This project uses an Arduino Uno for the control part of the project and an LM35 temperature sensor like in the servo example. It also uses an H-bridge controller and a 5-V stepper motor. Most H-bridges can use higher power motors, but with a less powerful motor the user can change the position of the motor by hand. An illustration of the circuit is shown in Figure 15.2.
Figure 15.2 Project schematic (Image created with Fritzing)
Stepper motors often have different connections, depending on the make and model. See the documentation that came with your motor to see how to connect it.
The sketch is the easy part of the project; this sketch simply reads the temperature and updates the position of the motor depending on temperature differences. The sketch is shown in Listing 15.1.
Listing 15.1: Stepper thermometer (filename: Chapter15.ino)
1 #include <Stepper.h>
3 // Set this to the number of steps your motor needs to make one turn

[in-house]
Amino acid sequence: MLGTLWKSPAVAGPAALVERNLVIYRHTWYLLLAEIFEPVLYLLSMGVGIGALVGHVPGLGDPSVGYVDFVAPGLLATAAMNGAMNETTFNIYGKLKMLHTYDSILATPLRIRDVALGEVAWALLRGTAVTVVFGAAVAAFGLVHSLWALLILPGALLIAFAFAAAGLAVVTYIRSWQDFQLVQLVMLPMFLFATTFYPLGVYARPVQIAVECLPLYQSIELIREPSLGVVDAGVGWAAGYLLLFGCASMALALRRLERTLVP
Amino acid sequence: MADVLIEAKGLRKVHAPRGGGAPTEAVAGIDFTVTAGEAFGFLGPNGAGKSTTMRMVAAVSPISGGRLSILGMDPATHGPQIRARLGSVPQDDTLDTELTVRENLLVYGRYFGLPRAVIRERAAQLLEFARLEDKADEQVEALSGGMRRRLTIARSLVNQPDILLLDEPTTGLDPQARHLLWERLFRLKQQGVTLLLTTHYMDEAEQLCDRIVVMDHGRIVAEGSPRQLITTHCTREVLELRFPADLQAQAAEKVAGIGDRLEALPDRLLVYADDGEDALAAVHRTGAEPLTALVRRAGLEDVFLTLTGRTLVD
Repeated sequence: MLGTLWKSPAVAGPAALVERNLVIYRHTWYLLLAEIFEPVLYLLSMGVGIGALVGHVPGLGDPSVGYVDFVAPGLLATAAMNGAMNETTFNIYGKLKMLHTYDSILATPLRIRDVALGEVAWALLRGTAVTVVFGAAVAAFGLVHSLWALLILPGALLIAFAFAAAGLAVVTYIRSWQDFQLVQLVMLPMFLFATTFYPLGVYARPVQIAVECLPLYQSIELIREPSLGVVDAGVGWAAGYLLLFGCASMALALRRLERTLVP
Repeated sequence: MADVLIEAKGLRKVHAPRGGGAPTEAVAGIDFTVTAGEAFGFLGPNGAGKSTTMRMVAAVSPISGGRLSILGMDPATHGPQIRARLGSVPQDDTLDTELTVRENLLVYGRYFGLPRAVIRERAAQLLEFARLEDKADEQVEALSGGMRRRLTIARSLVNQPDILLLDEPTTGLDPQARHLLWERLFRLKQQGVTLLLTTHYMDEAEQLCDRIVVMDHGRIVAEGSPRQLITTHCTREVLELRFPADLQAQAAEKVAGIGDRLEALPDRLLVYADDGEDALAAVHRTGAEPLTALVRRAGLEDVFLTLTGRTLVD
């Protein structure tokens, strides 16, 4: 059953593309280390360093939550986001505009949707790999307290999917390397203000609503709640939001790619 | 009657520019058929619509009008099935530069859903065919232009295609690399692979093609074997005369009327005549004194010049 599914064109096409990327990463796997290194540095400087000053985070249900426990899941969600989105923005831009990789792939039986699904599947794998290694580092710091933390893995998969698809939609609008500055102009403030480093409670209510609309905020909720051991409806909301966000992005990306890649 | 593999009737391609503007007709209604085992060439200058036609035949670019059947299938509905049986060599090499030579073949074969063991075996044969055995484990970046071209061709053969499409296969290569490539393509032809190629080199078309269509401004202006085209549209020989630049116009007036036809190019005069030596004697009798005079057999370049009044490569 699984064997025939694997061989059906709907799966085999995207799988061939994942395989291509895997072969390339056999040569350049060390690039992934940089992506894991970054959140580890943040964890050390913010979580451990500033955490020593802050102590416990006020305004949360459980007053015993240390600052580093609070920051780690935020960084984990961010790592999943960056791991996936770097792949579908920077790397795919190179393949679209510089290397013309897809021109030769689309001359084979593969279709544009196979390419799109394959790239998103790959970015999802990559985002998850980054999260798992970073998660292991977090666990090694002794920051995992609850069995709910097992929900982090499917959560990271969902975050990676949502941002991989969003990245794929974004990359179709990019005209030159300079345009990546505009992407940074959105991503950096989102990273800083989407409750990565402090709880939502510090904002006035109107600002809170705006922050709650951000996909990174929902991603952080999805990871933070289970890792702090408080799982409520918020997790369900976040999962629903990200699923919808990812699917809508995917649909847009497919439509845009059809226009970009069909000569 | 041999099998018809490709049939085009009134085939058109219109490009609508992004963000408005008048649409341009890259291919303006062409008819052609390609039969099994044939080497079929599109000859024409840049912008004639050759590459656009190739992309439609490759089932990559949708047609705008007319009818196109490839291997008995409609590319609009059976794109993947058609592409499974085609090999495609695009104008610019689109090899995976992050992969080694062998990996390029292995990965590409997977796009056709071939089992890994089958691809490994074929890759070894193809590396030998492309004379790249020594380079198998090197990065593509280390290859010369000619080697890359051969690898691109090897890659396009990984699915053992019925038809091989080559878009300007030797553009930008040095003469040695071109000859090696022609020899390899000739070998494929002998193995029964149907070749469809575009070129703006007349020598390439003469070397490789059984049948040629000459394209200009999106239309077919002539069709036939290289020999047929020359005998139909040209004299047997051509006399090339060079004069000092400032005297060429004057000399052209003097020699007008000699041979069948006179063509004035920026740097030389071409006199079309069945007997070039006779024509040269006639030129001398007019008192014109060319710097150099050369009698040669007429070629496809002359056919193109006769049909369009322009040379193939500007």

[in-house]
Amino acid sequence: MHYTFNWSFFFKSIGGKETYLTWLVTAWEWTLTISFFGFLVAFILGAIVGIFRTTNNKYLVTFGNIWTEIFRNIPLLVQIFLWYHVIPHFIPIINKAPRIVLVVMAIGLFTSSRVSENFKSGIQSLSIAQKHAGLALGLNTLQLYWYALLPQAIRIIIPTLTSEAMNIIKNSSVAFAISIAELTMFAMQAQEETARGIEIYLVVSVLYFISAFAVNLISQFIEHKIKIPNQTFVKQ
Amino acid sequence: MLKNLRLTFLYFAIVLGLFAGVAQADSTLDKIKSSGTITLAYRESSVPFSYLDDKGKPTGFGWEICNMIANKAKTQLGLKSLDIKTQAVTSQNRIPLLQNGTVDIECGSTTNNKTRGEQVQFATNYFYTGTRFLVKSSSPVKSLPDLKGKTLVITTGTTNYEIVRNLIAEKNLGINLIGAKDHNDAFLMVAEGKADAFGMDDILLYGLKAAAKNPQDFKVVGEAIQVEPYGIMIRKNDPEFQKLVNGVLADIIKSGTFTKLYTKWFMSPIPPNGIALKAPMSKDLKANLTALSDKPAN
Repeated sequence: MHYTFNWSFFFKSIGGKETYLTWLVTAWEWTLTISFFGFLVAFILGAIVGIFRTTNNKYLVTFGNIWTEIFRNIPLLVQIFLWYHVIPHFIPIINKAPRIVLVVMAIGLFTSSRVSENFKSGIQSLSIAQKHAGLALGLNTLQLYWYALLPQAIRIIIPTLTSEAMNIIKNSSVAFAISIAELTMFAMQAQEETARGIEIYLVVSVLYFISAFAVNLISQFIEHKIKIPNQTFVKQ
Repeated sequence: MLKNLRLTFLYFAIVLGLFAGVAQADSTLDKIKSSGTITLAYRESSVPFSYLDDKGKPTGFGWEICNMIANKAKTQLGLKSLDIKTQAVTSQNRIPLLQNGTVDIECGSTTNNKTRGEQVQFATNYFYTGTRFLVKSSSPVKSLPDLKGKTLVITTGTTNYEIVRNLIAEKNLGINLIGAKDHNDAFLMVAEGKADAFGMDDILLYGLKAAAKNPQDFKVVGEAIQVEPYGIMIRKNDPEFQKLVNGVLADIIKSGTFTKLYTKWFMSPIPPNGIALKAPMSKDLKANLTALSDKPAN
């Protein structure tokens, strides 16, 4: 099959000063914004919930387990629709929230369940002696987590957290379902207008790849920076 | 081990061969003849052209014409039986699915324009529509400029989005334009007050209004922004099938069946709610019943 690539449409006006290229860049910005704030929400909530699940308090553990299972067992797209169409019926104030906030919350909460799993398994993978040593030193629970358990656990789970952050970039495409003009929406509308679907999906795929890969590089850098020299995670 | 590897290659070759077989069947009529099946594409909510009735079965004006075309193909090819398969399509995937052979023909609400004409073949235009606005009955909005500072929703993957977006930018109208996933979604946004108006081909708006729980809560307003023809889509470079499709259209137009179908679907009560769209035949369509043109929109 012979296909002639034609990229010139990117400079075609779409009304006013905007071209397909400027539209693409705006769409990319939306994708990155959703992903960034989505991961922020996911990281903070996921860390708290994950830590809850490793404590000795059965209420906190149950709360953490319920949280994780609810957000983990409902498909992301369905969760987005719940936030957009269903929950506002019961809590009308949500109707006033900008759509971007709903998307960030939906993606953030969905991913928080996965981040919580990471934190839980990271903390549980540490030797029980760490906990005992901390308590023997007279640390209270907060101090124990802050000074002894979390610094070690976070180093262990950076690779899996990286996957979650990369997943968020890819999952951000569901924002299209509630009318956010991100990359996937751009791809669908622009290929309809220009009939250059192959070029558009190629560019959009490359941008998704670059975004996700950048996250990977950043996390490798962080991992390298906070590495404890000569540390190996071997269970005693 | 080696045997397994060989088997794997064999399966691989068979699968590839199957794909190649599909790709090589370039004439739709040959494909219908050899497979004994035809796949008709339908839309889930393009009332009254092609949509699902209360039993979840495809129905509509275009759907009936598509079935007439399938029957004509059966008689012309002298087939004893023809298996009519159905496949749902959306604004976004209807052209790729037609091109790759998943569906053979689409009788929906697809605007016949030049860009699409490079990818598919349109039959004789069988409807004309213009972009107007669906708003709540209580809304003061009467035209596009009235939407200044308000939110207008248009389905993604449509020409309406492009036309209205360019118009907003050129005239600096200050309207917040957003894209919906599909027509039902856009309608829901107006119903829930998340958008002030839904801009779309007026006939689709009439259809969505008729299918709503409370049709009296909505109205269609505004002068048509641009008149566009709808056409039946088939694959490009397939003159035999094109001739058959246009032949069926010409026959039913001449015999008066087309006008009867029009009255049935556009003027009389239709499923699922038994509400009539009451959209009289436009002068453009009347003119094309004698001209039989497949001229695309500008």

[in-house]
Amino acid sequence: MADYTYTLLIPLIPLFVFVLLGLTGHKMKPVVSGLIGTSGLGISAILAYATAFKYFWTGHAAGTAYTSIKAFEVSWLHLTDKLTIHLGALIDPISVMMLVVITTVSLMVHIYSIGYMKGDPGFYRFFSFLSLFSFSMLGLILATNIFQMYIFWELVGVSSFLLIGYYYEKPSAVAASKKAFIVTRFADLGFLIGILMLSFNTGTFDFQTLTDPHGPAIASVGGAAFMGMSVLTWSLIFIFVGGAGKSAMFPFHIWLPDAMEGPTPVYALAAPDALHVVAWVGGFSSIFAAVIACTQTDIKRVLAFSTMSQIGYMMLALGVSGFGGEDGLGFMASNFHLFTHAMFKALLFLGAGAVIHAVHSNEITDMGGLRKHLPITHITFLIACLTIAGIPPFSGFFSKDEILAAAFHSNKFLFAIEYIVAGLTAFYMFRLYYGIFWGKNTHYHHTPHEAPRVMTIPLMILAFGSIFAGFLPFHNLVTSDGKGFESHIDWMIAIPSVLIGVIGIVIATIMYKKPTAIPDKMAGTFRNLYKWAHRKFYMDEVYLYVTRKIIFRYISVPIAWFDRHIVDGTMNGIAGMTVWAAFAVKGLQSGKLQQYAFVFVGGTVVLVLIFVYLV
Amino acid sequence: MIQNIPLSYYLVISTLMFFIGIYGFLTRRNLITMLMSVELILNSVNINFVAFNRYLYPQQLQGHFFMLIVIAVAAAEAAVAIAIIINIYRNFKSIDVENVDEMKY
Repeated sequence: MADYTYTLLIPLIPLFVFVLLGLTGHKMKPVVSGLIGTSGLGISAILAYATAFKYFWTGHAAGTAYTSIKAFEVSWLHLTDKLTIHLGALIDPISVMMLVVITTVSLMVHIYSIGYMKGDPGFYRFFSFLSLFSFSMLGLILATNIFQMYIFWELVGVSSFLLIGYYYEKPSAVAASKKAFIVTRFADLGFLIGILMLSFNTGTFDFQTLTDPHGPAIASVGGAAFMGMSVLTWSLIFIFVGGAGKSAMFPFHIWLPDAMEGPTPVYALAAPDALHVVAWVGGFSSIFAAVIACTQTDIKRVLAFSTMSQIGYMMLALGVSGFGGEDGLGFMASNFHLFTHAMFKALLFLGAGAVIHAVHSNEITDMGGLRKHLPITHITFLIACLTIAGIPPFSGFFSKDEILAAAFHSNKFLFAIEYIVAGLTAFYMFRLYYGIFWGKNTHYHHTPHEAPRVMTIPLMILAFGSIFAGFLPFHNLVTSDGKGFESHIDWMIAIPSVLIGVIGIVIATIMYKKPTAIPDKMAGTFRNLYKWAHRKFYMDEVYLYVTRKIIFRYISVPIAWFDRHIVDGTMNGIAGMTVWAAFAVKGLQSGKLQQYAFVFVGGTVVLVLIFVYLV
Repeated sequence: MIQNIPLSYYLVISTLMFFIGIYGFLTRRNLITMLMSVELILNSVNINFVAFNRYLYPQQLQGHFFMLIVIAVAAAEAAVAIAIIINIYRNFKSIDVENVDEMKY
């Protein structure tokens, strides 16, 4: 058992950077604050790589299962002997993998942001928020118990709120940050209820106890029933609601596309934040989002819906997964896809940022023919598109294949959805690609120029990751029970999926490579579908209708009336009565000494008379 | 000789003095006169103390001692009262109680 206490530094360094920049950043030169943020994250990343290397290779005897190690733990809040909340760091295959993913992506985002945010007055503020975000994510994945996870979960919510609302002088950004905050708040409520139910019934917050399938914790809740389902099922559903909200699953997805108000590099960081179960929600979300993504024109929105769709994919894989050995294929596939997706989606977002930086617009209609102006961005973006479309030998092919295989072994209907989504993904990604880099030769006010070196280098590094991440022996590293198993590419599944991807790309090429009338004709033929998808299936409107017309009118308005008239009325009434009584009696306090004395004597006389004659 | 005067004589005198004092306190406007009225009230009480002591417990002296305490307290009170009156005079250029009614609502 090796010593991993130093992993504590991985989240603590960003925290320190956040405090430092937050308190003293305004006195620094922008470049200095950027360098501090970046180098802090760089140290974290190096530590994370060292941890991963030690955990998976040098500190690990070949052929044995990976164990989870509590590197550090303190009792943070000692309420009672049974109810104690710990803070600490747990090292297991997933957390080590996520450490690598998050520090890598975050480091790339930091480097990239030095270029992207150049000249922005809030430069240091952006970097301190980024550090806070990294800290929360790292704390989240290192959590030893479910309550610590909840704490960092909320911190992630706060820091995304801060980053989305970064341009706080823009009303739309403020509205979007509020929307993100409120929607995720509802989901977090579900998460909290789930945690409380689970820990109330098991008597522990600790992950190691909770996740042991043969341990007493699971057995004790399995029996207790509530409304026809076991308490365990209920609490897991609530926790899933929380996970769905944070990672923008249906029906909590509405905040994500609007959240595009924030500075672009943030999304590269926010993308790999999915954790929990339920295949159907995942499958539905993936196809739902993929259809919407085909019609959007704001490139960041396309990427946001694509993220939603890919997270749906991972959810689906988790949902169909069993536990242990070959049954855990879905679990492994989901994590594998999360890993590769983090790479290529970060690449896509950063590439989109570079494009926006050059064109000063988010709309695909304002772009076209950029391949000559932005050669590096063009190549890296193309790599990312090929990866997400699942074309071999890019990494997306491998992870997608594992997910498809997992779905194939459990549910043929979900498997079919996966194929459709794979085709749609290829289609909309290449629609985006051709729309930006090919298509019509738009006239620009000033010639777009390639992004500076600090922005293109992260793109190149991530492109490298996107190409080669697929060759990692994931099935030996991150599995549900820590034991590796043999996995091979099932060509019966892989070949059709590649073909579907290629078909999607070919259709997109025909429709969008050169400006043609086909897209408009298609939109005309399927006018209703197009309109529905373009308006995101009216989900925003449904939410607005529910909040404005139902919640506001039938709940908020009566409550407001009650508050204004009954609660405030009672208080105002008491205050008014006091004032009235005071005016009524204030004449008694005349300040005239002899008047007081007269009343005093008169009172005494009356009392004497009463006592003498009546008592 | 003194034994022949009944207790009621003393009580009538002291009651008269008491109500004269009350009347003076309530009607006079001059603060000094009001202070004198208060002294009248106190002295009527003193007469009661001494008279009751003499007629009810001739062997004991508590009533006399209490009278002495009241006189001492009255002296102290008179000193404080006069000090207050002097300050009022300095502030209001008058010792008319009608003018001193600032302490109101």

4 #define STEPS 100
6 // Stepper motor is connected to pins 8 to 11
7 Stepper stepper(STEPS, 8, 9, 10, 11);
9 // the previous reading from the analog input
10 int previous = 0;
12 void setup()
14 // Set a low stepper speed
17 // Make a single temperature reading
18 previous = analogRead(0);
21 void loop()
23 // Get the sensor value
24 int val = analogRead(0);
26 // Move the stepper motor depending on the result
27 stepper.step(val - previous);
29 // Remember the previous value
30 previous = val;
The Stepper.h file is required for any projects that use the stepper library, and this is included on line one of the sketch. On line 4, the amount of steps required to make a complete revolution is defined. Change this according to the stepper motor you have. On line 7, the Stepper instance is created using the amount of steps defined in STEPS and using digital lines 8 through 11.